The AP reports:

Yao Ming

Yao Ming is likely to make it official on Wednesday, announcing what is expected to be his retirement from the NBA and a sport that made him a household name in China.

The 7-foot-6 center for the Houston Rockets played eight seasons in the NBA, but has missed 250 regular-season games over the past six years.

His career, including frequent appearances for the Chinese national team at Olympics and world championships, has included leg and foot injuries.

On Wednesday, a large reception hall at a hotel in the Pudong section of Shanghai—Yao’s hometown—has been booked for what will likely be the country’s media event of the year.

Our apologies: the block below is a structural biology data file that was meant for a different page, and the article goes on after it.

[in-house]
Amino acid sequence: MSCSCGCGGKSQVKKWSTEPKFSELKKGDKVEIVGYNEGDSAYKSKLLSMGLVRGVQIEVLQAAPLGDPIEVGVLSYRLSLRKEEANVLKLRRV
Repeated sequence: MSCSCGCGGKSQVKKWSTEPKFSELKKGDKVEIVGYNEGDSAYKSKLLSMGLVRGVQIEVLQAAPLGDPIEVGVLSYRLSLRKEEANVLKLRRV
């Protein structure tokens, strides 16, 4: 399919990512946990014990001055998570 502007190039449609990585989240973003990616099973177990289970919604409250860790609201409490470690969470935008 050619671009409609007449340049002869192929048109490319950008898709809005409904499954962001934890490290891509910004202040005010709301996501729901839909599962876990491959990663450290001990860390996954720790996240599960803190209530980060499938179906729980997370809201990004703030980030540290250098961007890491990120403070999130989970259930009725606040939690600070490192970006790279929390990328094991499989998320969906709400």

Hundreds of media have been accredited to attend the restricted event and are expected to arrive hours early to go through security checks. It is expected to be broadcast live in China and in many countries around the world.

Reports have been circulating for nearly two weeks that the 30-year-old star would retire, but the Rockets have not commented due to the NBA lockout and his management refused to confirm the reports. The NBA said it has not received official retirement paperwork from Yao.